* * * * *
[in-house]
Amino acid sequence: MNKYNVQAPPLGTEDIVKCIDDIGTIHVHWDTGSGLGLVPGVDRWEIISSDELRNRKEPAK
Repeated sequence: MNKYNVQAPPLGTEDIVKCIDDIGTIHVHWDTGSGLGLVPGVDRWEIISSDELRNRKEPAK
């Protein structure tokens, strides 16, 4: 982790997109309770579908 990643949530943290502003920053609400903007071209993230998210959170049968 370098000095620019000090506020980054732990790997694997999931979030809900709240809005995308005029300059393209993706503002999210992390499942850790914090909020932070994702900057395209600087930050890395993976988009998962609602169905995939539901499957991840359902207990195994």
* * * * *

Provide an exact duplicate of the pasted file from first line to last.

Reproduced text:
[in-house]
Amino acid sequence: MNKYNVQAPPLGTEDIVKCIDDIGTIHVHWDTGSGLGLVPGVDRWEIISSDELRNRKEPAK
Repeated sequence: MNKYNVQAPPLGTEDIVKCIDDIGTIHVHWDTGSGLGLVPGVDRWEIISSDELRNRKEPAK
């Protein structure tokens, strides 16, 4: 982790997109309770579908 990643949530943290502003920053609400903007071209993230998210959170049968 370098000095620019000090506020980054732990790997694997999931979030809900709240809005995308005029300059393209993706503002999210992390499942850790914090909020932070994702900057395209600087930050890395993976988009998962609602169905995939539901499957991840359902207990195994």